Certain colors are associated with certain things. When you think of green, what comes to mind? Nature? Money? How about blue? Water/the ocean? Red? Warnings? Stop Signs? Indeed, different colors help communicate different ideas, emotions and things. This is true for colors in stained glass windows, too.
Take, for instance, the many beautiful stained glass windows used in “houses of worship” in places like the U.S., Europe and Israel. From churches to mosques to synagogues, there are stained glass windows that are used to communicate ideas to all those who see and experience them. These aren’t plain, monochromatic windows, either. These are diverse and oftentimes brilliant windows with elaborate scenery and characters imbued with meaning.
With regards to religious stained glass, what’s the significance and/or symbolism behind the usage of certain colors? For the purpose of this article, we’ll consider stained glass color symbolism from a Christian perspective, since it’s predominant over much of the world.
The color red, for example, is typically representative of the blood of Jesus Christ. The color red may be associated with strong emotions such as hate, or, better yet, love. It can serve as a reminder of Jesus’ suffering and sacrifice on the cross.
The color purple (or violet) is often the color of royalty. It can symbolize not only suffering (as an offshoot of red), but also truth, love, passion and leadership.
Blue is typically associated with the Virgin Mary. It can symbolize sincerity, piety and hope. It can also help show scenes where the sky and/or heaven is prominent.
From looking above to looking below, we go on to the color green– the color of grass and nature. Green is used as a symbol of spring, rebirth, and growth; it’s associated with life over death.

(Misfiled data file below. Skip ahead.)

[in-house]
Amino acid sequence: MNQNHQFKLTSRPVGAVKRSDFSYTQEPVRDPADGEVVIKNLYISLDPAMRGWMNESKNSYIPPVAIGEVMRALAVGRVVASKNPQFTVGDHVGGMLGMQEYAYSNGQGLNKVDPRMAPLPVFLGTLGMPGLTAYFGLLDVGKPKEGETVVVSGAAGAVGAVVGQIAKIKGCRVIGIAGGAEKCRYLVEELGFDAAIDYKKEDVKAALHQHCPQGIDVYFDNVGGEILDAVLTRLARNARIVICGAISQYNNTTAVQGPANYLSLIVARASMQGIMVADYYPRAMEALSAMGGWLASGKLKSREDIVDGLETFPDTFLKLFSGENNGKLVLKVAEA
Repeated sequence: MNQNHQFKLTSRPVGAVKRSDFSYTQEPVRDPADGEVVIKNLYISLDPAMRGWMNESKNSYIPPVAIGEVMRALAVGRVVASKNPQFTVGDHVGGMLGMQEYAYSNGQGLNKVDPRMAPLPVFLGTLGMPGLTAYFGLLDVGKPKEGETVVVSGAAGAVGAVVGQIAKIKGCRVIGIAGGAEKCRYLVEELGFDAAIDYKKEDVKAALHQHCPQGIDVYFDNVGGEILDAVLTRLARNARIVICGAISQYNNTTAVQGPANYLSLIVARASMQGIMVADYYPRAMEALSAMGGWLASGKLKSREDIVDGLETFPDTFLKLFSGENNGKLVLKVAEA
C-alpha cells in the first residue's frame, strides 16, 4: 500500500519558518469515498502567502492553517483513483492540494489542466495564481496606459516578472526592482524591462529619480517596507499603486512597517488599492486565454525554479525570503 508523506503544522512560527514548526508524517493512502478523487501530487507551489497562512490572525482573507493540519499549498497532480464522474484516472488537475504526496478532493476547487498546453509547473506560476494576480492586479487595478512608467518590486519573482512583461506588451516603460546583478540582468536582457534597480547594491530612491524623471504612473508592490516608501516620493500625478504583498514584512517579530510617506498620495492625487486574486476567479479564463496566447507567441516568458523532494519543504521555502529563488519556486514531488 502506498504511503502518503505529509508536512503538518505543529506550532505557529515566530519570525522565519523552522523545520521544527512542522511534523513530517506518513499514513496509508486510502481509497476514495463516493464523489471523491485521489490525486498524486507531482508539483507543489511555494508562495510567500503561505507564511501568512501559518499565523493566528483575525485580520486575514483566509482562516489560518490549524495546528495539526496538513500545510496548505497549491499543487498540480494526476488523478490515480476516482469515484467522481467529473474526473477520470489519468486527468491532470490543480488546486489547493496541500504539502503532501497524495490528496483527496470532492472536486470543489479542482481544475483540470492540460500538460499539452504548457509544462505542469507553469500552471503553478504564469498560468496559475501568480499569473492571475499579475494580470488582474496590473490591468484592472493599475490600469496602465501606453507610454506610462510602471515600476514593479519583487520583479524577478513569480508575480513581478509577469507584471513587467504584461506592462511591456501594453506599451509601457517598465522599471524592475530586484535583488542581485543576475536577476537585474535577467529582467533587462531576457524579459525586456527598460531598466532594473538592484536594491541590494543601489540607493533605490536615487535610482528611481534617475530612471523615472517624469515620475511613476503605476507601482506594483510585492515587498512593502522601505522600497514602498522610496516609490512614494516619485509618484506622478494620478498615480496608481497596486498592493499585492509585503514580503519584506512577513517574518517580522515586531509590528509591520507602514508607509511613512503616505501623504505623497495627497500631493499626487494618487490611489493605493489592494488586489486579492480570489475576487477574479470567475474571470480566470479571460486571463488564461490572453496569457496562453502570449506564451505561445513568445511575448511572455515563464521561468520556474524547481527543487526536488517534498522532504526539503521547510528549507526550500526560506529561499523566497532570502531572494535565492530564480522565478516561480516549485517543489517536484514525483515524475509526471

What about white? In stained glass, white helps show innocence, purity and chastity. Gray, an offshoot of white, can represent the immortality of the spirit, as well as mourning and/or humility.
Black, which might be the color of the lead around stained glass, isn’t typically seen in stained glass windows themselves, unless the creator wants to symbolize death or regeneration. Brown, which is close to black, can symbolize spiritual death and the giving up of worldly things (think of monks and their brown cloaks).
Yellow is typically used in religious stained glass for halos around saints, or to show the Gates of Heaven. Yellow can symbolize divinity, power, glory, and even treachery (in the case of Judas’ betrayal of Jesus).
Finally, there’s the rainbow. If you see a rainbow in stained glass, it symbolizes the union and God’s covenant with humanity. In more recent times, it might also indicate that the congregation is gay-affirming.
The next time you visit a house of worship, take some time to examine the colors used in the scenes you see in their stained glass windows. Colors help tell the stories those windows are trying to communicate.
If you need a stained glass window installed, repaired or fabricated, contact Cumberland Stained Glass Windows today.